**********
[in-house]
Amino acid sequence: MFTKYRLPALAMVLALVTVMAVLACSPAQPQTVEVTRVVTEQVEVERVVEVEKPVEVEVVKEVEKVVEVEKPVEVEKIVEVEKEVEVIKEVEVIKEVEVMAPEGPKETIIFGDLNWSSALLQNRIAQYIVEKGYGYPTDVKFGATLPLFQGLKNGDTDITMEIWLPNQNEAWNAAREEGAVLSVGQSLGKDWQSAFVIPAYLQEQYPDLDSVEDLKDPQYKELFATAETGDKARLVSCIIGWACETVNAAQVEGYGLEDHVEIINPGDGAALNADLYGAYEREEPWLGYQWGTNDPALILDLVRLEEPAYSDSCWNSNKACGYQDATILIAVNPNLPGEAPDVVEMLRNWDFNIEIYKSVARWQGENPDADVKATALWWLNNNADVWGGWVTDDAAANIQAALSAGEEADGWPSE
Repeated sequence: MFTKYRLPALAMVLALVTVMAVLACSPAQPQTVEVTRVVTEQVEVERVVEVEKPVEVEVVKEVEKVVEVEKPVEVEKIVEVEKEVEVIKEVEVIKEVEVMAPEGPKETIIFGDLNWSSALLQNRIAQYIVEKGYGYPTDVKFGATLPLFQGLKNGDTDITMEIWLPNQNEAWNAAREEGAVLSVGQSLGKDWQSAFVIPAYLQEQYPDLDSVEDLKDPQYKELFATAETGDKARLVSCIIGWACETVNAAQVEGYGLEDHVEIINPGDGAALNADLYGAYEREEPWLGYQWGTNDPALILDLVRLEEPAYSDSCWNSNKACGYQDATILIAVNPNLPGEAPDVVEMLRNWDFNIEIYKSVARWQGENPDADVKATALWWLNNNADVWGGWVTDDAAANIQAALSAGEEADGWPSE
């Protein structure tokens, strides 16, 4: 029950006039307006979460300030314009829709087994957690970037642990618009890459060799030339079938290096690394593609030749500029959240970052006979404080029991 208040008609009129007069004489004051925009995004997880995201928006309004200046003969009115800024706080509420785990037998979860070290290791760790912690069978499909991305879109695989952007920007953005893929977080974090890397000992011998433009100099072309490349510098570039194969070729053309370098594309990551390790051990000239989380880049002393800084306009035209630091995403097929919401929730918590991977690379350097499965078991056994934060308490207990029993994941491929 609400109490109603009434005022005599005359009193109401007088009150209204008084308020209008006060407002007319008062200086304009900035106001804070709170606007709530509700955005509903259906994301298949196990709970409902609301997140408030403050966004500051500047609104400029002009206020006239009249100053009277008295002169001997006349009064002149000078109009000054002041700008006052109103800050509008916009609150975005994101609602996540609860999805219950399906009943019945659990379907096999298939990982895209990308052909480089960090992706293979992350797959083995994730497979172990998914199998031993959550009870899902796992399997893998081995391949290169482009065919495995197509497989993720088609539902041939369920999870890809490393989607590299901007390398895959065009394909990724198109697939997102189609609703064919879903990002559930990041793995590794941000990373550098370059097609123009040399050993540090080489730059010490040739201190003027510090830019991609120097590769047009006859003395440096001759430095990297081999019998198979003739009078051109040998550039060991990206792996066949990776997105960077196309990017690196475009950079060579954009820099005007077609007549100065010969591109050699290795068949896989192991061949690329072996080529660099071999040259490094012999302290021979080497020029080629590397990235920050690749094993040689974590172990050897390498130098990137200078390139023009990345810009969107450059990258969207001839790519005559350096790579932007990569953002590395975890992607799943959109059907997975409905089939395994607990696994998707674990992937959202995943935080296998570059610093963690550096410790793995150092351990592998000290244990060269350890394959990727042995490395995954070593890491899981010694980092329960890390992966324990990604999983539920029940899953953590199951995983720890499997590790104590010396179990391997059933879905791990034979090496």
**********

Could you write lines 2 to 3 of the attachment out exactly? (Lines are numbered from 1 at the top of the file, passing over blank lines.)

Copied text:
Amino acid sequence: MFTKYRLPALAMVLALVTVMAVLACSPAQPQTVEVTRVVTEQVEVERVVEVEKPVEVEVVKEVEKVVEVEKPVEVEKIVEVEKEVEVIKEVEVIKEVEVMAPEGPKETIIFGDLNWSSALLQNRIAQYIVEKGYGYPTDVKFGATLPLFQGLKNGDTDITMEIWLPNQNEAWNAAREEGAVLSVGQSLGKDWQSAFVIPAYLQEQYPDLDSVEDLKDPQYKELFATAETGDKARLVSCIIGWACETVNAAQVEGYGLEDHVEIINPGDGAALNADLYGAYEREEPWLGYQWGTNDPALILDLVRLEEPAYSDSCWNSNKACGYQDATILIAVNPNLPGEAPDVVEMLRNWDFNIEIYKSVARWQGENPDADVKATALWWLNNNADVWGGWVTDDAAANIQAALSAGEEADGWPSE
Repeated sequence: MFTKYRLPALAMVLALVTVMAVLACSPAQPQTVEVTRVVTEQVEVERVVEVEKPVEVEVVKEVEKVVEVEKPVEVEKIVEVEKEVEVIKEVEVIKEVEVMAPEGPKETIIFGDLNWSSALLQNRIAQYIVEKGYGYPTDVKFGATLPLFQGLKNGDTDITMEIWLPNQNEAWNAAREEGAVLSVGQSLGKDWQSAFVIPAYLQEQYPDLDSVEDLKDPQYKELFATAETGDKARLVSCIIGWACETVNAAQVEGYGLEDHVEIINPGDGAALNADLYGAYEREEPWLGYQWGTNDPALILDLVRLEEPAYSDSCWNSNKACGYQDATILIAVNPNLPGEAPDVVEMLRNWDFNIEIYKSVARWQGENPDADVKATALWWLNNNADVWGGWVTDDAAANIQAALSAGEEADGWPSE